Business Letters / December 1, 2018 / Gina Pennington
A business letter aims to make the reader understand your message and get them to do what you need them to do. It can convince someone to do what you want be it buying your product or service create a decision in your favor or agree to do business with you. This is why these letters should be written carefully. Here are some tips on writing effective business letters: Keep It As Short and Concise As Possible Lengthy letters are a no-no unless totally necessary. This can be quite tricky since you have to talk about business stuff but do your best to get rid of unnecessary fillers. After writing your first draft decide which portions you can remove without compromising the message of your letter. Avoid using flowery words that aim to lengthen your letter.
The letter must specify the issues ask the recipient what they intend to do as well as offering suggestions. Avoid angry language as this will not get positive results. The letter should be written when the person is in a calm state of mind and it should stick to the facts. Business letters are formal or official letters that are mainly used for business-to-business business-to-client or client-to-business communication. There are a number of specific elements that are considered important in this kind of correspondence. The relevance of these elements purely depends on the kind of interaction and the relationship between the concerned parties.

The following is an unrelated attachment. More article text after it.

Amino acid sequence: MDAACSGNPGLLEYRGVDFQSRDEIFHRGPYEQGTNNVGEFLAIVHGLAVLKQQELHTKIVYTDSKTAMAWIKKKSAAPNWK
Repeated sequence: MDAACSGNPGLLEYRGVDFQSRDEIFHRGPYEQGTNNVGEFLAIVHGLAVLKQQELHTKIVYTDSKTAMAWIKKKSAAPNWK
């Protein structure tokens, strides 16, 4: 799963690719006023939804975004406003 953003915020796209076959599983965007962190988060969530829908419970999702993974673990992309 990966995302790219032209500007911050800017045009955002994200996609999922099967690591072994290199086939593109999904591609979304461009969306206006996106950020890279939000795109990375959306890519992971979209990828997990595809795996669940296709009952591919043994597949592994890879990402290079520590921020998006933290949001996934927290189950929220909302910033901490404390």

They have a deep mistrust of email and for good reason as its confidentiality can never be guaranteed. Business letters are at least fairly private - you have to assume it s easier and faster to snoop on email than it is to steam envelopes open over boiling water. In other instances too printed letters provide a more tamper-proof formal record of business arrangements complaints employee warnings/terminations and other issues that need to be carved into tablets of stone. (Well paper anyway.) Old fashioned structure modern style Highlighted and ridiculed by the casual nature of email the quaint formality of the old fashioned business letter seems positively Dickensian and totally inappropriate for the way we do business now.